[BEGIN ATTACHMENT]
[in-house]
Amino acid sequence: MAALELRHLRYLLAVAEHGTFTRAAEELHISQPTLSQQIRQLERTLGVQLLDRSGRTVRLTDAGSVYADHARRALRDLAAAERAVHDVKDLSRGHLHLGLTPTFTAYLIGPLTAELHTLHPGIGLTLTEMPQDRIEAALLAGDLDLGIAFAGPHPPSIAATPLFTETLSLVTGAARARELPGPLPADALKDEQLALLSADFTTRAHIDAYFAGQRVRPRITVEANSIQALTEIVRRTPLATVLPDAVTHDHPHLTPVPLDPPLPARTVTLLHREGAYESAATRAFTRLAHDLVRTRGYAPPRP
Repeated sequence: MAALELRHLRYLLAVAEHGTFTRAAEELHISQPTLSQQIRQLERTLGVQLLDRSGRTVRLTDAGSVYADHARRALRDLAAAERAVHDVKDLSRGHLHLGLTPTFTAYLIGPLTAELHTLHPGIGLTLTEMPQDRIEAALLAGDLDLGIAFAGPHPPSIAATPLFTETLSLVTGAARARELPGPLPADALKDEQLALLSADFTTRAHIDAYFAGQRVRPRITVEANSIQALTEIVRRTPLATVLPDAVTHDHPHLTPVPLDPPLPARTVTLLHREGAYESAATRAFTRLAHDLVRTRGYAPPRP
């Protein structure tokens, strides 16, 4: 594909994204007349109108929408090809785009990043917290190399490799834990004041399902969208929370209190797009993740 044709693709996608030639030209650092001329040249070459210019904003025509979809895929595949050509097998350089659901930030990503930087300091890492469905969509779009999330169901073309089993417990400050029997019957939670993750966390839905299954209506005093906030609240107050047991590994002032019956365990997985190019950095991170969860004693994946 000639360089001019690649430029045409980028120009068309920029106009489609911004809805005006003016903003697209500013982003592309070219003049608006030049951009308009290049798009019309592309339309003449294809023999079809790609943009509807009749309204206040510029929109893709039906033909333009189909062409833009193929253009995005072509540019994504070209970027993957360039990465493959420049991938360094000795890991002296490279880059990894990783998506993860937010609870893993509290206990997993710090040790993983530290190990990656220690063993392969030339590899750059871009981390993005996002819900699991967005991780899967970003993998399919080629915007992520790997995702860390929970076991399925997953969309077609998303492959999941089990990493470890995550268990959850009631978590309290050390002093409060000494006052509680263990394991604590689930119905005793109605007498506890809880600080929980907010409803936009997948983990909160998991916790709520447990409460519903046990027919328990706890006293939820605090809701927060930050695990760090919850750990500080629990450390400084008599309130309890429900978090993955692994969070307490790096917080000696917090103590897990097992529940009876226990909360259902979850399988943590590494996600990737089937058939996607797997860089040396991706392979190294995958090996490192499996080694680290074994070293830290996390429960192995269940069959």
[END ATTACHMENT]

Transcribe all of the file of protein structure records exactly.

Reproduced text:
[in-house]
Amino acid sequence: MAALELRHLRYLLAVAEHGTFTRAAEELHISQPTLSQQIRQLERTLGVQLLDRSGRTVRLTDAGSVYADHARRALRDLAAAERAVHDVKDLSRGHLHLGLTPTFTAYLIGPLTAELHTLHPGIGLTLTEMPQDRIEAALLAGDLDLGIAFAGPHPPSIAATPLFTETLSLVTGAARARELPGPLPADALKDEQLALLSADFTTRAHIDAYFAGQRVRPRITVEANSIQALTEIVRRTPLATVLPDAVTHDHPHLTPVPLDPPLPARTVTLLHREGAYESAATRAFTRLAHDLVRTRGYAPPRP
Repeated sequence: MAALELRHLRYLLAVAEHGTFTRAAEELHISQPTLSQQIRQLERTLGVQLLDRSGRTVRLTDAGSVYADHARRALRDLAAAERAVHDVKDLSRGHLHLGLTPTFTAYLIGPLTAELHTLHPGIGLTLTEMPQDRIEAALLAGDLDLGIAFAGPHPPSIAATPLFTETLSLVTGAARARELPGPLPADALKDEQLALLSADFTTRAHIDAYFAGQRVRPRITVEANSIQALTEIVRRTPLATVLPDAVTHDHPHLTPVPLDPPLPARTVTLLHREGAYESAATRAFTRLAHDLVRTRGYAPPRP
């Protein structure tokens, strides 16, 4: 594909994204007349109108929408090809785009990043917290190399490799834990004041399902969208929370209190797009993740 044709693709996608030639030209650092001329040249070459210019904003025509979809895929595949050509097998350089659901930030990503930087300091890492469905969509779009999330169901073309089993417990400050029997019957939670993750966390839905299954209506005093906030609240107050047991590994002032019956365990997985190019950095991170969860004693994946 000639360089001019690649430029045409980028120009068309920029106009489609911004809805005006003016903003697209500013982003592309070219003049608006030049951009308009290049798009019309592309339309003449294809023999079809790609943009509807009749309204206040510029929109893709039906033909333009189909062409833009193929253009995005072509540019994504070209970027993957360039990465493959420049991938360094000795890991002296490279880059990894990783998506993860937010609870893993509290206990997993710090040790993983530290190990990656220690063993392969030339590899750059871009981390993005996002819900699991967005991780899967970003993998399919080629915007992520790997995702860390929970076991399925997953969309077609998303492959999941089990990493470890995550268990959850009631978590309290050390002093409060000494006052509680263990394991604590689930119905005793109605007498506890809880600080929980907010409803936009997948983990909160998991916790709520447990409460519903046990027919328990706890006293939820605090809701927060930050695990760090919850750990500080629990450390400084008599309130309890429900978090993955692994969070307490790096917080000696917090103590897990097992529940009876226990909360259902979850399988943590590494996600990737089937058939996607797997860089040396991706392979190294995958090996490192499996080694680290074994070293830290996390429960192995269940069959």